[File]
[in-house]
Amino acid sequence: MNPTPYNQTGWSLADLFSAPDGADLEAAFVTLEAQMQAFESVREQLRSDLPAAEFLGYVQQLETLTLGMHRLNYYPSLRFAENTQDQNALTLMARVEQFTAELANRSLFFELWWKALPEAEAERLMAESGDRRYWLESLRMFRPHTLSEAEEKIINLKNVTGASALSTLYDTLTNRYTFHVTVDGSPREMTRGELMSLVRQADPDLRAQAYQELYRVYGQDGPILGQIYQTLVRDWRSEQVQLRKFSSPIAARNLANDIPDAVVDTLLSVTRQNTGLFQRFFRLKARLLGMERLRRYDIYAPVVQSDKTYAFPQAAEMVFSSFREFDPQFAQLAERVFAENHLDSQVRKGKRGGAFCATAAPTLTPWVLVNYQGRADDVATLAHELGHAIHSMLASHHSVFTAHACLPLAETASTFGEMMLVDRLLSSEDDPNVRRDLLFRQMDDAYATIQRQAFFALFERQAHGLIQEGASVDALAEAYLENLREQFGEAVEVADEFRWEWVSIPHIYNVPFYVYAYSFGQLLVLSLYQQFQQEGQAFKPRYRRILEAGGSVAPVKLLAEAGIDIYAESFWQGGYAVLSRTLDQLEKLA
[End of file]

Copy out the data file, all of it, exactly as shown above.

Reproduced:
[in-house]
Amino acid sequence: MNPTPYNQTGWSLADLFSAPDGADLEAAFVTLEAQMQAFESVREQLRSDLPAAEFLGYVQQLETLTLGMHRLNYYPSLRFAENTQDQNALTLMARVEQFTAELANRSLFFELWWKALPEAEAERLMAESGDRRYWLESLRMFRPHTLSEAEEKIINLKNVTGASALSTLYDTLTNRYTFHVTVDGSPREMTRGELMSLVRQADPDLRAQAYQELYRVYGQDGPILGQIYQTLVRDWRSEQVQLRKFSSPIAARNLANDIPDAVVDTLLSVTRQNTGLFQRFFRLKARLLGMERLRRYDIYAPVVQSDKTYAFPQAAEMVFSSFREFDPQFAQLAERVFAENHLDSQVRKGKRGGAFCATAAPTLTPWVLVNYQGRADDVATLAHELGHAIHSMLASHHSVFTAHACLPLAETASTFGEMMLVDRLLSSEDDPNVRRDLLFRQMDDAYATIQRQAFFALFERQAHGLIQEGASVDALAEAYLENLREQFGEAVEVADEFRWEWVSIPHIYNVPFYVYAYSFGQLLVLSLYQQFQQEGQAFKPRYRRILEAGGSVAPVKLLAEAGIDIYAESFWQGGYAVLSRTLDQLEKLA